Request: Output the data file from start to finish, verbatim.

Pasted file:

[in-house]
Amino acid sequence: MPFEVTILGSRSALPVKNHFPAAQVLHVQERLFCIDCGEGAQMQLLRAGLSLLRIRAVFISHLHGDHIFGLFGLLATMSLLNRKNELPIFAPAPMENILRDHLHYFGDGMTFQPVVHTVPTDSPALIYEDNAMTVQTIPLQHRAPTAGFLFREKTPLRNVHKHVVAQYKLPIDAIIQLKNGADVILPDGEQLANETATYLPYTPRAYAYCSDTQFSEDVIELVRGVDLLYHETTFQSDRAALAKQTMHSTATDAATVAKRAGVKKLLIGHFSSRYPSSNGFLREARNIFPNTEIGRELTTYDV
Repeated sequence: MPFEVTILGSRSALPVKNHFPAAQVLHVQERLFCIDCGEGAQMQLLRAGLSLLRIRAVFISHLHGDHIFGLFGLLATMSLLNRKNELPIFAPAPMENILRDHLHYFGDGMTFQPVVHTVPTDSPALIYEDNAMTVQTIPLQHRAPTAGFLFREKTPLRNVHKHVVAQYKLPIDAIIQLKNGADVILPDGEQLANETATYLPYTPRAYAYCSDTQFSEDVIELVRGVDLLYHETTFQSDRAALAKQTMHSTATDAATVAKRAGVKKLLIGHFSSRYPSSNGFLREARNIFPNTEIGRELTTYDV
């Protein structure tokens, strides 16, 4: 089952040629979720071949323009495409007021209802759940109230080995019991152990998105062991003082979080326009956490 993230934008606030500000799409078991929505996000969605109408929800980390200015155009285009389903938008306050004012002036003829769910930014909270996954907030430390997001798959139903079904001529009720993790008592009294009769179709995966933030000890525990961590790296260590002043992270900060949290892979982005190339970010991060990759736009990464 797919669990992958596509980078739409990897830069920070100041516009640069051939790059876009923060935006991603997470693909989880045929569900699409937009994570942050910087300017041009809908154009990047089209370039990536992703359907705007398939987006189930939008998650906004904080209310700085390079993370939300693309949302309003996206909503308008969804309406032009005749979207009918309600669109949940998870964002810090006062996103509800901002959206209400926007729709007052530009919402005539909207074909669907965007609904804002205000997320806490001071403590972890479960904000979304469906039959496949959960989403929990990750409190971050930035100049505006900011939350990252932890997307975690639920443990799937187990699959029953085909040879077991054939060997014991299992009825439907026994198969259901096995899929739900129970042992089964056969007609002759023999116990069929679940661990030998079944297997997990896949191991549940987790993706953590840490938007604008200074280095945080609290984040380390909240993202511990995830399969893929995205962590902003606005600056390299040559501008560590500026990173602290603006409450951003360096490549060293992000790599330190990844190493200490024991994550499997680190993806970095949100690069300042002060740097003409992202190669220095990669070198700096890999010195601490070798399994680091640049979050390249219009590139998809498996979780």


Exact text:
[in-house]
Amino acid sequence: MPFEVTILGSRSALPVKNHFPAAQVLHVQERLFCIDCGEGAQMQLLRAGLSLLRIRAVFISHLHGDHIFGLFGLLATMSLLNRKNELPIFAPAPMENILRDHLHYFGDGMTFQPVVHTVPTDSPALIYEDNAMTVQTIPLQHRAPTAGFLFREKTPLRNVHKHVVAQYKLPIDAIIQLKNGADVILPDGEQLANETATYLPYTPRAYAYCSDTQFSEDVIELVRGVDLLYHETTFQSDRAALAKQTMHSTATDAATVAKRAGVKKLLIGHFSSRYPSSNGFLREARNIFPNTEIGRELTTYDV
Repeated sequence: MPFEVTILGSRSALPVKNHFPAAQVLHVQERLFCIDCGEGAQMQLLRAGLSLLRIRAVFISHLHGDHIFGLFGLLATMSLLNRKNELPIFAPAPMENILRDHLHYFGDGMTFQPVVHTVPTDSPALIYEDNAMTVQTIPLQHRAPTAGFLFREKTPLRNVHKHVVAQYKLPIDAIIQLKNGADVILPDGEQLANETATYLPYTPRAYAYCSDTQFSEDVIELVRGVDLLYHETTFQSDRAALAKQTMHSTATDAATVAKRAGVKKLLIGHFSSRYPSSNGFLREARNIFPNTEIGRELTTYDV
């Protein structure tokens, strides 16, 4: 089952040629979720071949323009495409007021209802759940109230080995019991152990998105062991003082979080326009956490 993230934008606030500000799409078991929505996000969605109408929800980390200015155009285009389903938008306050004012002036003829769910930014909270996954907030430390997001798959139903079904001529009720993790008592009294009769179709995966933030000890525990961590790296260590002043992270900060949290892979982005190339970010991060990759736009990464 797919669990992958596509980078739409990897830069920070100041516009640069051939790059876009923060935006991603997470693909989880045929569900699409937009994570942050910087300017041009809908154009990047089209370039990536992703359907705007398939987006189930939008998650906004904080209310700085390079993370939300693309949302309003996206909503308008969804309406032009005749979207009918309600669109949940998870964002810090006062996103509800901002959206209400926007729709007052530009919402005539909207074909669907965007609904804002205000997320806490001071403590972890479960904000979304469906039959496949959960989403929990990750409190971050930035100049505006900011939350990252932890997307975690639920443990799937187990699959029953085909040879077991054939060997014991299992009825439907026994198969259901096995899929739900129970042992089964056969007609002759023999116990069929679940661990030998079944297997997990896949191991549940987790993706953590840490938007604008200074280095945080609290984040380390909240993202511990995830399969893929995205962590902003606005600056390299040559501008560590500026990173602290603006409450951003360096490549060293992000790599330190990844190493200490024991994550499997680190993806970095949100690069300042002060740097003409992202190669220095990669070198700096890999010195601490070798399994680091640049979050390249219009590139998809498996979780």